Clover and buttercups grow swiftly and can take out a lawn in no time at all. Weeds are typically defined as either cool-season broadleaf weeds or warm-season grassy weeds.
Grassy weeds such as Dallis and Johnson Grass & Nutsedge tend to be more challenging to eradicate once they are established. The best time to remove or treat weeds is while they are still young.
Not only are they easier to remove, but if you eradicate them before they go to seed by applying a pre-emergent, you will have fewer weeds pop up in the future or by applying a post-emergent once weeds appear.
It is often best to hire a licensed professional to use pesticides properly. If you are applying pesticides yourself purchased at a local nursery or garden center, read the label carefully and follow the directions to avoid damage to your turf and garden plants.
If you choose to remove the weeds rather than kill them off with a weed killer, do it while the ground is wet — this will make your job much easier, and you have a better chance of pulling up the entire root.
You can try pulling dandelions and nettles up, but you will probably need a spade to dig them out of the ground. Make sure to get all the way down to the roots, or they will spring up again.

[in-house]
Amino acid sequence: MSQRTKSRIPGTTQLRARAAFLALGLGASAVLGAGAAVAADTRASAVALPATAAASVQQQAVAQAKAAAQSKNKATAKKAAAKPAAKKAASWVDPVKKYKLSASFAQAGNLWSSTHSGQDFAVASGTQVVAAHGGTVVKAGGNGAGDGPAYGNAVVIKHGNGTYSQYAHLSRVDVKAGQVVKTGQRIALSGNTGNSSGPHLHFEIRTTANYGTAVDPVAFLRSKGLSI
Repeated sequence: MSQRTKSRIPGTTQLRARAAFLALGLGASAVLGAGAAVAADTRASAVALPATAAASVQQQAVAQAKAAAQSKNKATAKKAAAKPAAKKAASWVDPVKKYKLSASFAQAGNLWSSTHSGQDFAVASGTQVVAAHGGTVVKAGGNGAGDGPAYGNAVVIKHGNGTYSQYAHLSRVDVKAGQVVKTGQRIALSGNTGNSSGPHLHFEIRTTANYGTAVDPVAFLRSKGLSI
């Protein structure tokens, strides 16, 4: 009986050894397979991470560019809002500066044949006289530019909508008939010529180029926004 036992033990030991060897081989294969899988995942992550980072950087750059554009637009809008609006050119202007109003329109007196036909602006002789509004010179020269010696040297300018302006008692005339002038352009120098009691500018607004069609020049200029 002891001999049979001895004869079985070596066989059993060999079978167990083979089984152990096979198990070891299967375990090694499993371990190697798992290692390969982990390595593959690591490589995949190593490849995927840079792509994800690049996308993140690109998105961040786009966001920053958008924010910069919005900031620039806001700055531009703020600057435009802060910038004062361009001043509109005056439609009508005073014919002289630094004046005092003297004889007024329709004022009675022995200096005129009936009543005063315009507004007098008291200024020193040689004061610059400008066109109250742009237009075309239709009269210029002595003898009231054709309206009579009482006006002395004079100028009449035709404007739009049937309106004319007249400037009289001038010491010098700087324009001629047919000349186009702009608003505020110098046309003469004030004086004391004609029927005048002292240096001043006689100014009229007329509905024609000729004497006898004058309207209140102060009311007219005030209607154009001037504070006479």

Wear gloves if you are working with nettles, or you will end up with itchy, burning skin. However, certain types of weeds such as Nutsedge will spread if pulled verse treated with a systemic herbicide before removal.
Compacted grass grows poorly. When grass gets compacted or only grows in clusters, you will end up with bare dusty patches in the summer and slippery mud puddles in the winter.
How do you know what areas of your lawn need to be aerated? Inspect your lawn and ask these three questions:
- Is water pooling here?
- Does the grass look thin?
- Can I insert a screwdriver 5 – 6 inches deep into the soil?
If you answer “yes” to either of the first two questions or “no” to the third, then you need to aerate the area.
To aerate most effectively, it is better to call a professional to perform this with the correct equipment. However, to perform this service yourself:
- Locate and flag irrigation heads and lines to avoid damage to the sprinkler system or other shallow utilities.
- Insert a pitchfork about 4 inches deep into the soil.